# Prove that the pullback $F^* g$ of a Riemannian metric $g$ is a Riemannian metric iff $F$ is a smooth immersion

So I'm trying to prove that $$F^*g$$, where $$F^*$$ is the pullback of $$F: M \rightarrow N$$, and $$g$$ is a Riemannian metric on $$N$$ is a Riemannian metric on $$F$$ is and only if $$F$$ is a smooth immersion. Among trying to prove this exercise (Page 329 Lee Introduction to smooth manifolds second edition) I realized that my understanding of differentials and pullbacks is a bit flawed.

So, my understanding of $$dF_p: T_pM \rightarrow T_{F(p)}N$$ is that given $$v \in T_pM$$ and $$f \in C^\infty(N)$$ we have that $$dF_p(v)(f)=v(f \circ F)$$. In otherwords, it seems that the way $$dF$$ pushes forward the vectors $$v \in T_pM$$ is by composing it with the function that is defined on $$N$$.

However, with a Riemannian metric, the vectors that we use as arguements arn't really seen as differential opertors, we simply have two vectors that we plug into the metric to get a real number.

Okay, so let me try to define $$F^*g$$. Let $$v_1,v_2 \in T_pM$$.

Then $$F^*g(v_1,v_2)=g(dF_p(v_1),dF_p(v_2))$$.

I guess this is natural, since $$dF_p$$ is a linear map, so $$(dF_p(v_1),dF_p(v_2))$$ is a vector in $$T_{F(p)}N$$... But I guess i'm used to understanding them by viewing $$dF_p(v_i)$$ as a differential operator...

Anyway, I hope I'm not talking in circles. If anyone can lend me any insight what-so-ever into this situation or with the exercise I'm trying to work through (the first sentence of this post) I'd greatly appreciate it. Thanks!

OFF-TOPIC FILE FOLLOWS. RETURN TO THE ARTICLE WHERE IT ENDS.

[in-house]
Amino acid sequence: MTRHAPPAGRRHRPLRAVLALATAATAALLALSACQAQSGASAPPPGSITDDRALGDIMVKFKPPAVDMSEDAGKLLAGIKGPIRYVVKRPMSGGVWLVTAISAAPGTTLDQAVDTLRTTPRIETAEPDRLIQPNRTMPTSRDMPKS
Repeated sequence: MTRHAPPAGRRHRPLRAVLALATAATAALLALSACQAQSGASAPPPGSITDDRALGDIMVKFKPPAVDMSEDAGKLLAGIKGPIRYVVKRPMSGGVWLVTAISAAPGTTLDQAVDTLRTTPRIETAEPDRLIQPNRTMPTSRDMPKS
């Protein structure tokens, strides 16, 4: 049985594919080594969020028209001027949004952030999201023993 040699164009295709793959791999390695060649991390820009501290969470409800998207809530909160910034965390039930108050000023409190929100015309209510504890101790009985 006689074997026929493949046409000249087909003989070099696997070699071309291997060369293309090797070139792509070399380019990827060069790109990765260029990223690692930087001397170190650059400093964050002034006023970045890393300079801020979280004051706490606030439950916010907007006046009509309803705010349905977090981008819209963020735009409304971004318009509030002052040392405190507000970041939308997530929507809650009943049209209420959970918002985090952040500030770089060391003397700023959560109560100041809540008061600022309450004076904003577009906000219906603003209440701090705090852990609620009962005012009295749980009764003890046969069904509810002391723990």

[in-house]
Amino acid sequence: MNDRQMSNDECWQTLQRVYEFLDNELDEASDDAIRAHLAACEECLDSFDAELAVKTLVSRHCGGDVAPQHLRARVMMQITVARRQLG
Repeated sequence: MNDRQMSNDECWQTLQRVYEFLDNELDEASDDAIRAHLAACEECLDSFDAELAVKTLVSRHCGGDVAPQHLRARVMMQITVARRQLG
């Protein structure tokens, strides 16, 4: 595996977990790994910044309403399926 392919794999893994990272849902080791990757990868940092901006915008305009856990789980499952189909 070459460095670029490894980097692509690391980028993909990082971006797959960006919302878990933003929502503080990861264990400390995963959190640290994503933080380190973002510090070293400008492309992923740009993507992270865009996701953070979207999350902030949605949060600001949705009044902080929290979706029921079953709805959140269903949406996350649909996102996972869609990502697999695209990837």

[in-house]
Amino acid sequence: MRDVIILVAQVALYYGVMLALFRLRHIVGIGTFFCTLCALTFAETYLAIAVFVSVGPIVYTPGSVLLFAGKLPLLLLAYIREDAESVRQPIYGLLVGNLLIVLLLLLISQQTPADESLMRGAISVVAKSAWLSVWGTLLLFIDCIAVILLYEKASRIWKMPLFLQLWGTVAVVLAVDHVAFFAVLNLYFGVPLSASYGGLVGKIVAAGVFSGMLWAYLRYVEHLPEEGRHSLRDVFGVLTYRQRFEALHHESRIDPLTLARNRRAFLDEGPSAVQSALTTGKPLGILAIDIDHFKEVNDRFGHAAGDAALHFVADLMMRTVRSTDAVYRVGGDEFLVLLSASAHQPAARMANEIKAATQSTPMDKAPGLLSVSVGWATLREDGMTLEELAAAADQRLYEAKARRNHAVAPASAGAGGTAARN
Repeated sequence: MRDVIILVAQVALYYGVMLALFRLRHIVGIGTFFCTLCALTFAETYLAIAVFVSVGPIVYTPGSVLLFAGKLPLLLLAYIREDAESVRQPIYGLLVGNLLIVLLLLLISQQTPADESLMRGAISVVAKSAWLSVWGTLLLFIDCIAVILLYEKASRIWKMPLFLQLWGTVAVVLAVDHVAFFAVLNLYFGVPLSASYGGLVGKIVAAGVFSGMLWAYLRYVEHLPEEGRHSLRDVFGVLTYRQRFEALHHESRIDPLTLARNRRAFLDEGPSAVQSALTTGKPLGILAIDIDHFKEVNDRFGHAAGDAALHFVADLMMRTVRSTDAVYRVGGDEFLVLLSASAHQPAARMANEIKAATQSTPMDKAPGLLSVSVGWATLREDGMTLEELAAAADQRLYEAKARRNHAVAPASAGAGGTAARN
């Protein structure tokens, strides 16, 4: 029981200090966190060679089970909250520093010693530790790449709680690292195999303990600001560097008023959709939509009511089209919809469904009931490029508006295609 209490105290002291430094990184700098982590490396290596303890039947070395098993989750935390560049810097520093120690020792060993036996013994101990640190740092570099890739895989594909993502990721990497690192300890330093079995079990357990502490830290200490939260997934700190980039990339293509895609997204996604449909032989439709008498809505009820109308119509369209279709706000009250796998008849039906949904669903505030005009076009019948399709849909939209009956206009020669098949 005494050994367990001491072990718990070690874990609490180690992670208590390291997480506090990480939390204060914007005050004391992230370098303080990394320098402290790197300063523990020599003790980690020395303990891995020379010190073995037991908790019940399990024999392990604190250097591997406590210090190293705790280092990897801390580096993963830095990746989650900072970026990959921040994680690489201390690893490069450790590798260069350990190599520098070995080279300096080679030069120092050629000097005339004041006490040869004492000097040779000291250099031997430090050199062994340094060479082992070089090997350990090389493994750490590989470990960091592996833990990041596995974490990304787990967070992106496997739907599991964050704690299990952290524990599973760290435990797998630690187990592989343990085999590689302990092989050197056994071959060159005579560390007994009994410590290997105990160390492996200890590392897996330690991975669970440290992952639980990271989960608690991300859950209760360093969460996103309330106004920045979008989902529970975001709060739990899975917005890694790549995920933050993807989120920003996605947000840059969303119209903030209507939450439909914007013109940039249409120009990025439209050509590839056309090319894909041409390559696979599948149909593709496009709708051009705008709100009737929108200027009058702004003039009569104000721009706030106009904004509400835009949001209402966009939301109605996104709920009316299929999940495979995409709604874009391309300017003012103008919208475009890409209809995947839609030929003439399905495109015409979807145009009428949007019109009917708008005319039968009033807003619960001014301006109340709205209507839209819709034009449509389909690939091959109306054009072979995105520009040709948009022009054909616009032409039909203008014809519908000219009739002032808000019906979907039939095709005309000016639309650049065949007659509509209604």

• It's probably more straightforward here to think of tangent spaces $T_pM$ as abstract vector spaces attached to points; the fact that these vectors are also differential operators is of little consequence for this exercise. From that perspective the question is mostly one of linear algebra. Oct 26, 2019 at 1:36

Everything you wrote is correct (although you might want to write $$(F^*g)_p(v_1,v_2) = g_{F(p)}(dF_p(v_1),dF_p(v_2)),$$ in order to emphasise at which point the metric and its pullback are evaluated). Any vector is essentially a differential operator, so I guess I'm not really sure why the fact that $$dF_p(v_i)$$ is a differential operator is so problematic for you.

As for the exercise, you need to show that $$F^*g$$ is a metric, i.e., that it is symmetric, bilinear, and positive-definite. The first two properties follow easily from the corresponding properties of $$g$$. The last property is the one that requires $$F$$ to be an immersion, meaning that the derivative $$dF$$ is injective. Without injectivity of $$dF$$, $$F^*g$$ will still be positive, but will fail to be definite: if $$v$$ is a non-zero element of $$\ker dF_p$$, then $$(F^*g)_p(v,v) = 0$$ but $$v\ne 0$$. Injectivity of $$dF$$ eliminates this possibility.